The aim of this retrospective cohort study was to determine the frequency and risk factors for cervical spine injury (CSI) in patients with midface fractures. Patients ≥18 years of age entered in the Massachusetts General Hospital Trauma Registry from 2007 to 2017 were identified. Those with a midface fracture, computed tomography and/or magnetic resonance imaging of the cervical spine, and complete medical records were included. There were 23,394 patients in the registry; 3950 (16.9%) had craniomaxillofacial fractures and 1822 (7.8%) had a CSI. Craniomaxillofacial fractures included fractures of the midface (n=2803, 71.0%), mandible (n=873, 22.1%), and midface plus mandible (n=274, 6.9%). The overall frequency of CSI in patients with midface fractures was 11.4% (350/3077). Patients with midface fractures had a higher risk for CSI compared to patients without a midface fracture (odds ratio 2.4, 95% confidence interval 2.1-2.4, P<0.001). In a multivariate model, nasal and orbital fractures, chest injuries, age, injury severity score, and motor vehicle crash or fall as the etiology were independent risk factors for CSI. Mortality was two times higher in subjects with CSI. Early and accurate diagnosis of CSI is a critical factor when planning the treatment of patients with these fractures.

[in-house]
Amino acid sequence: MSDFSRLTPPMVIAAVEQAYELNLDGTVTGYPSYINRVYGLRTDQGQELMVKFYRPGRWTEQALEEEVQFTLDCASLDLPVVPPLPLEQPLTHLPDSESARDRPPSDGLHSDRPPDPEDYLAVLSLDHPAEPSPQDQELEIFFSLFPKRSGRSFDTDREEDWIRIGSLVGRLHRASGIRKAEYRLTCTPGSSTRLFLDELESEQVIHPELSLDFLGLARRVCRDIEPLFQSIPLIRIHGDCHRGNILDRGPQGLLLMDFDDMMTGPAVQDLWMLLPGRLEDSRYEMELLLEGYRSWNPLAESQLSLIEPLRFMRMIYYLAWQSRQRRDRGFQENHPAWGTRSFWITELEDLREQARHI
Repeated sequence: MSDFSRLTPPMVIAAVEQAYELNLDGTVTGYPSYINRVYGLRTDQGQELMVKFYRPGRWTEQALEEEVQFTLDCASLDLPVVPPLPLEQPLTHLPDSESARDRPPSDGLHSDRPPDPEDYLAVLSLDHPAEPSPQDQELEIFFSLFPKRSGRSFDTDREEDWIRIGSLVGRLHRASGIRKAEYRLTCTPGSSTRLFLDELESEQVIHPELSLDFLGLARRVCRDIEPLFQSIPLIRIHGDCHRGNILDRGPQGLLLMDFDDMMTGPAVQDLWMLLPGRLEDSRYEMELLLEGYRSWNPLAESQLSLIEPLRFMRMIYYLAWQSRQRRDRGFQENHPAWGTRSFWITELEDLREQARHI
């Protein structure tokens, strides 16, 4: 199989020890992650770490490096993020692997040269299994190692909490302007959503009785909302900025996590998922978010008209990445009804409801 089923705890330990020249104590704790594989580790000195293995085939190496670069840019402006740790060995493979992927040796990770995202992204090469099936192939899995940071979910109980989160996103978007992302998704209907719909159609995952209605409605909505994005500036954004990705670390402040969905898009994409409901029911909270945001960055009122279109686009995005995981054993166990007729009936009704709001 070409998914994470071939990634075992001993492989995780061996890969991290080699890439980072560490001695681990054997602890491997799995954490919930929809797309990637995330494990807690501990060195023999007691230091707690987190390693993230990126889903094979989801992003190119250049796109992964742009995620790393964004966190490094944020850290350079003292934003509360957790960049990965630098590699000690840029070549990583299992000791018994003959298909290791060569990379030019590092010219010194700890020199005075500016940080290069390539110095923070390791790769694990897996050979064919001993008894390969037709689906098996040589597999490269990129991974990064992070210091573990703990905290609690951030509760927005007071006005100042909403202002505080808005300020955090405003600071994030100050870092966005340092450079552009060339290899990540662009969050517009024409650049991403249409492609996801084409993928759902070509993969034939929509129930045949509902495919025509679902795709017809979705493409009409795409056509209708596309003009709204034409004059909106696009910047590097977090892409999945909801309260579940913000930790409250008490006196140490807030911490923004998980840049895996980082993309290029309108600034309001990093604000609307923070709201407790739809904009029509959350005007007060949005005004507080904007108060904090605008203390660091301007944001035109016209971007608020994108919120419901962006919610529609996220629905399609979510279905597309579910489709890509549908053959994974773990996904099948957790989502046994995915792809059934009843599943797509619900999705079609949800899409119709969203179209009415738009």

Keywords: associated injuries; cervical spine injury; craniomaxillofacial fractures; fall; midface fractures; motor vehicle crash.
Copyright © 2019 International Association of Oral and Maxillofacial Surgeons. Published by Elsevier Ltd. All rights reserved.